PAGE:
Owens left here, achieved fame in glass field

EDITOR’S NOTE: The following is another article on Findlay area history adapted from a series written from 1959 to 1974 by the late R.L. Heminger, publisher and editor of The Courier.


When Michael J. Owens came to Findlay in 1891 to become factory manager of a glass manufacturing concern owned by the Libbey interests in Toledo, he was only 32 years old. He had been born in Virginia in 1859. He was to become a notable figure in the glass field before he died in 1923 at the age of 64.

The recent action giving his name to the former Penta State Technical College on the outskirts of Toledo has brought his life and accomplishments into new focus and provided new honor for his memory.

Owens had many friends in Findlay and after he went to Toledo in mid-1892, he often returned here to visit them and observe Findlay’s progress.

A warm friend locally was the late Charles W. Patterson of the Patterson department store. He usually visited Mr. Patterson on his Findlay trips. Mr. Patterson once told the writer that at Mr. Owens’ suggestion, he invested some funds in one of the Toledo glass firms and retained the investments until his death in the 1940s. They proved good investments, according to Mr. Patterson.

The Westinghouse Co., in its elaborate 1971 calendar, pictured and described some of the country’s figures who had been behind the technology of today’s world. The Owens story is one that was told therein.

“The man who was to change the status of glass from an art material to a commercial commodity was Mike Owens,” says the Westinghouse account, which went on to recall that he started as a 10-year-old lad as a worker in a Virginia glass factory.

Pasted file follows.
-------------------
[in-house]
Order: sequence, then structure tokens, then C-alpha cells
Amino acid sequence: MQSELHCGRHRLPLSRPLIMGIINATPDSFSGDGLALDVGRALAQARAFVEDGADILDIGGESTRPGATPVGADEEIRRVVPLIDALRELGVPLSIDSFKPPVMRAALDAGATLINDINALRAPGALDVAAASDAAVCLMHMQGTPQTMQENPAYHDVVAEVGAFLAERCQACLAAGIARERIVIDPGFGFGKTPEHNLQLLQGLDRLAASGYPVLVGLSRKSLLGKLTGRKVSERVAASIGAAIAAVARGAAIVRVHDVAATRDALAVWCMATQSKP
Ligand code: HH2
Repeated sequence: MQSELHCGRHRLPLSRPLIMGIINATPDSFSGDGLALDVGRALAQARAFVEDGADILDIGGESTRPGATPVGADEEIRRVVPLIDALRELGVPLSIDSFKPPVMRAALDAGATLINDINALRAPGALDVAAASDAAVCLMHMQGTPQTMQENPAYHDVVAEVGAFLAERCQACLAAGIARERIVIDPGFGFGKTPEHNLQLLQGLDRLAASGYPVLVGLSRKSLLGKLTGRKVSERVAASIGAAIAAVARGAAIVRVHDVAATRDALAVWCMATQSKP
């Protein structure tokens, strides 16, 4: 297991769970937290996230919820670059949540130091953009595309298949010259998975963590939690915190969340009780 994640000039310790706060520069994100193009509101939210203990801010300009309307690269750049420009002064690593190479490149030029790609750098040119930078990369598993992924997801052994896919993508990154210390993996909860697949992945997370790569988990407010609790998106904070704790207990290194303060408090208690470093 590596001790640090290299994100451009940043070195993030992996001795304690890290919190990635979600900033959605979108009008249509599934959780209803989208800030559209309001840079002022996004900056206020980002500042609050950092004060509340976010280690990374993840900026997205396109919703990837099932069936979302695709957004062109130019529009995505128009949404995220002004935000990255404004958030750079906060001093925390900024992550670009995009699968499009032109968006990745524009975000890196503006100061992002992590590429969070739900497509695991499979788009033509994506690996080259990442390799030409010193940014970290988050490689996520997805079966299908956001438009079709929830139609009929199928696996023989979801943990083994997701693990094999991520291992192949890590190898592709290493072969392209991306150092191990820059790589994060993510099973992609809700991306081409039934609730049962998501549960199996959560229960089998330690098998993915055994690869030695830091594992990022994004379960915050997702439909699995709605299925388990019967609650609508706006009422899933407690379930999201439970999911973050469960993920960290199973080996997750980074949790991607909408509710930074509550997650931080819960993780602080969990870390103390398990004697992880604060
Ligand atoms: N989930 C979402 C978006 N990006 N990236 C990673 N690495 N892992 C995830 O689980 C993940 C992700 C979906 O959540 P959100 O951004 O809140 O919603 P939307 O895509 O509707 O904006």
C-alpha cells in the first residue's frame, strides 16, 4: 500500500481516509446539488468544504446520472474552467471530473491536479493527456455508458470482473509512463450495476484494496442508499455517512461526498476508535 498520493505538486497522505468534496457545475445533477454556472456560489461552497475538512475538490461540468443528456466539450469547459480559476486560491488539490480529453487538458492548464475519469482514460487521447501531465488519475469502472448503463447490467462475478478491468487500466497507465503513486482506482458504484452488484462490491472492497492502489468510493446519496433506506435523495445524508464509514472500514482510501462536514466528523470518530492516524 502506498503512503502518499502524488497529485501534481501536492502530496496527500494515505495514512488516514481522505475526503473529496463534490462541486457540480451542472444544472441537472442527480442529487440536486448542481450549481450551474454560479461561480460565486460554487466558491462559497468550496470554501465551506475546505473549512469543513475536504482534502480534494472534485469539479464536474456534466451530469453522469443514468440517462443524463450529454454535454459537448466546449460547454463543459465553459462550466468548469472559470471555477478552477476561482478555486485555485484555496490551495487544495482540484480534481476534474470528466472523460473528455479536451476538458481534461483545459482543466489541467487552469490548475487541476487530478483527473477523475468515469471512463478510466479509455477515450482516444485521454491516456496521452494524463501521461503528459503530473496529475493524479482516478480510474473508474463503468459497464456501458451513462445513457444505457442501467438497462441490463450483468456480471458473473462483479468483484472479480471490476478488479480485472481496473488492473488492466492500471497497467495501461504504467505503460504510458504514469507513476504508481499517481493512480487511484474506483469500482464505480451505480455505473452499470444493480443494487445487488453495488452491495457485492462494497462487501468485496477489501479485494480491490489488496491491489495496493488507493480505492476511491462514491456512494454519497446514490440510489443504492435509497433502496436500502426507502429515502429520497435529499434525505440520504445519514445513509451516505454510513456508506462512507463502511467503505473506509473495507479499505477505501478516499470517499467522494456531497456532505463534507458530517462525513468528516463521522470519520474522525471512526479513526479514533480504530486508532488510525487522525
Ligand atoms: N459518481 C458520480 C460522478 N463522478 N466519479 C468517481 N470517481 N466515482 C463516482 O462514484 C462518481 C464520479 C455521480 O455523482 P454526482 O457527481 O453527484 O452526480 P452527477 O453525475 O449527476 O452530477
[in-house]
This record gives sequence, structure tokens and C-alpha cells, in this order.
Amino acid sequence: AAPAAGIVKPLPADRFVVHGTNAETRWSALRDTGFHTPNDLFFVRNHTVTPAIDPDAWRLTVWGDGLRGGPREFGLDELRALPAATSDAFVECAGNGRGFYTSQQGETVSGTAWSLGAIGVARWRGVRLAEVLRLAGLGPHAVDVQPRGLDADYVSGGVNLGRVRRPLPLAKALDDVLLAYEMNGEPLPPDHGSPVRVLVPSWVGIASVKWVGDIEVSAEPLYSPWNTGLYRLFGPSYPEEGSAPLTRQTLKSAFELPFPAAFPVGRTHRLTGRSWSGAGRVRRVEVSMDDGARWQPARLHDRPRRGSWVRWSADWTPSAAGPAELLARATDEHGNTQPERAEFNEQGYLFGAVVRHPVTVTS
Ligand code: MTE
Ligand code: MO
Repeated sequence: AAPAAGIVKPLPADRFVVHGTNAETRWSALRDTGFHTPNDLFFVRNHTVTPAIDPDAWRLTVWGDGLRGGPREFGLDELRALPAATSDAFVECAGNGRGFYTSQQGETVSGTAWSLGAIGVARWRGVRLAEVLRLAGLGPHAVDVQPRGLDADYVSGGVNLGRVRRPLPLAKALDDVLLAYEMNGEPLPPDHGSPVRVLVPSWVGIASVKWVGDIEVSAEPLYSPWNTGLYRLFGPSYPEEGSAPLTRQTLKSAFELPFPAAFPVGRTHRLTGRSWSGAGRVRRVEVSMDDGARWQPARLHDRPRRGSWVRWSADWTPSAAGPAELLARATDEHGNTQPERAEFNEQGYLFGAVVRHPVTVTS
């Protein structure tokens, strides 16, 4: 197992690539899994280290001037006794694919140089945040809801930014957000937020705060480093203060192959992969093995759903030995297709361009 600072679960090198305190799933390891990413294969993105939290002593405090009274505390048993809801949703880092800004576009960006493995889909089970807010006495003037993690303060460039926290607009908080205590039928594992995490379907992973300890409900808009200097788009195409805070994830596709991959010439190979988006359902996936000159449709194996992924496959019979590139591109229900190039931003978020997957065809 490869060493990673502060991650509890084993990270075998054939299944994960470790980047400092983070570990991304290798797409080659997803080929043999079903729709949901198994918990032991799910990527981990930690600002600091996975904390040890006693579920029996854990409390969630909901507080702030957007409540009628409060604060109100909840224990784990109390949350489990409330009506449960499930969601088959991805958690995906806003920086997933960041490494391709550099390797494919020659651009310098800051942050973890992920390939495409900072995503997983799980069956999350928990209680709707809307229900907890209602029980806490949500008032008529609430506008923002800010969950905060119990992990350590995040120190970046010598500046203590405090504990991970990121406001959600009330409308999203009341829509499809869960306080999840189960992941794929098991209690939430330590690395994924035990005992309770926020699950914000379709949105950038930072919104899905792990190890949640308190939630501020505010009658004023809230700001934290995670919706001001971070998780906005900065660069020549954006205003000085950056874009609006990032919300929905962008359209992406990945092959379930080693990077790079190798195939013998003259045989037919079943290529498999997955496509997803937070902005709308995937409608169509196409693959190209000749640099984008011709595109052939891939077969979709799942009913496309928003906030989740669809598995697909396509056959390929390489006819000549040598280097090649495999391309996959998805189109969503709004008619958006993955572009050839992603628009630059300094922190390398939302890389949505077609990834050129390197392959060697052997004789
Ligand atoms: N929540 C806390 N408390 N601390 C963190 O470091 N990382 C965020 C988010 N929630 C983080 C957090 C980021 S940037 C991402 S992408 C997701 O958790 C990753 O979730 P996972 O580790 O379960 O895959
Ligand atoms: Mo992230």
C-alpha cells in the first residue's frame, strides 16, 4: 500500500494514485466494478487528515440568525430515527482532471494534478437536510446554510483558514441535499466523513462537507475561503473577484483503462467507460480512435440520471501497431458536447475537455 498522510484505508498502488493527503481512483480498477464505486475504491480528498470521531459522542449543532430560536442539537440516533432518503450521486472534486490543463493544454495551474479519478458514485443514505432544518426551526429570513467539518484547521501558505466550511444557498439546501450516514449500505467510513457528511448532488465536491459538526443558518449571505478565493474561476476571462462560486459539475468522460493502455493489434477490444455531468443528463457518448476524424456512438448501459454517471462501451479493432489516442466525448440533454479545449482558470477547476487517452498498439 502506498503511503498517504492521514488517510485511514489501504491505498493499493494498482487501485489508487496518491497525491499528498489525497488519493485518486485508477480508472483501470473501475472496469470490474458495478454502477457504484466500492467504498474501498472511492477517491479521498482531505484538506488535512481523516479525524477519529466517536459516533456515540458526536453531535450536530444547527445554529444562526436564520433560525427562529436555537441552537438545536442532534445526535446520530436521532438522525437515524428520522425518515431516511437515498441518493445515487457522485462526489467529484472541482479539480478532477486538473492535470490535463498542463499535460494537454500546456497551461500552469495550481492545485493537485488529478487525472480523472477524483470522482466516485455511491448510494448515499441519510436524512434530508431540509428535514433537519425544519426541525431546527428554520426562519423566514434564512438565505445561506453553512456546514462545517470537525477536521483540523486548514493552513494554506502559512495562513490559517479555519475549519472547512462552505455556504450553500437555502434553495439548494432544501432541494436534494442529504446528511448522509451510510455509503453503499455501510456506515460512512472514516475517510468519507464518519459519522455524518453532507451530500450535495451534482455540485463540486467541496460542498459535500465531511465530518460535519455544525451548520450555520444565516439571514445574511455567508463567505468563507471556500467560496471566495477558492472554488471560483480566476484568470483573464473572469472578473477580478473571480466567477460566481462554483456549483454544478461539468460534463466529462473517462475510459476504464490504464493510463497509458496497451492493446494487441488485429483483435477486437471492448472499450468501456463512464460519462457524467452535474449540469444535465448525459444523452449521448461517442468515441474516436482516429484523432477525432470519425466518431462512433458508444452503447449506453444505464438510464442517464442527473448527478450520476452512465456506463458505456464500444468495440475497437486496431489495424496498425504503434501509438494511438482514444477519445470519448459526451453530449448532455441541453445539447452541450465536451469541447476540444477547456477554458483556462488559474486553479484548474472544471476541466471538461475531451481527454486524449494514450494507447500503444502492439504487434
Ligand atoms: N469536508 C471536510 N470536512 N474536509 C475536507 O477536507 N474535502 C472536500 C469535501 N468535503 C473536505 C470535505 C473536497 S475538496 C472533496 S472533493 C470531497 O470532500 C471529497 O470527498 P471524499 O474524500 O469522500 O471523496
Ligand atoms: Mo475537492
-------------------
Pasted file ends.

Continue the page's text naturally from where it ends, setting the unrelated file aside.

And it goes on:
Young Owens advanced in five years to become a journeyman glass blower. In 1888, he joined the New England Glass Co., which moved from the East to Toledo. It was a Libbey concern at that time.

The young glass worker had an objective of improving glass production by mechanizing the glass-blowing process.

“This was a revolutionary idea,” says the Westinghouse account, “that was totally foreign to the thinking of the glass industry and one man who was willing to entertain the idea of change was Edward Drummond Libbey, the owner of the New England concern. Mr. Libbey saw the soundness of Owens’ ideas and let him go ahead, encouraging him when he ran into difficulties.”

One of Owens’ early designs was for a light bulb-blowing machine with a compressor that fed air through a number of arms. The Libbey firm in Findlay, which Owens came here to manage in 1891, was making light bulbs and he pursued his inventive genius while working in Findlay.

In 1892, when the New England company became the Libbey Glass Co., Owens perfected two new machines, one for making glass tumblers and another for producing lamp chimneys.

Owens turned his attention to developing a glass bottle-making machine. He proved successful. His machine could produce 3,840 bottles in eight hours’ time, or eight per minute, as compared with one man, using the old methods, could turn out only 200 bottles in eight hours’ time. He later improved his machine so that it could produce 24 bottles a minute.

Window glass became his next field and he made important contributions in this area. He was able to perfect operations so that sheet glass joined bottles and other glass containers as an item of mass production and glassware ceased to be an exclusive luxury, according to the Westinghouse account.

In another development, Owens’ glass containers helped revolutionize the American diet, as the canning process was developed by others on a broad scale.

“Thanks to Mike Owens and his contemporaries,” concludes the Westinghouse account, “they made glass a commodity rather than a luxury and glass is now an important part of our environment.”


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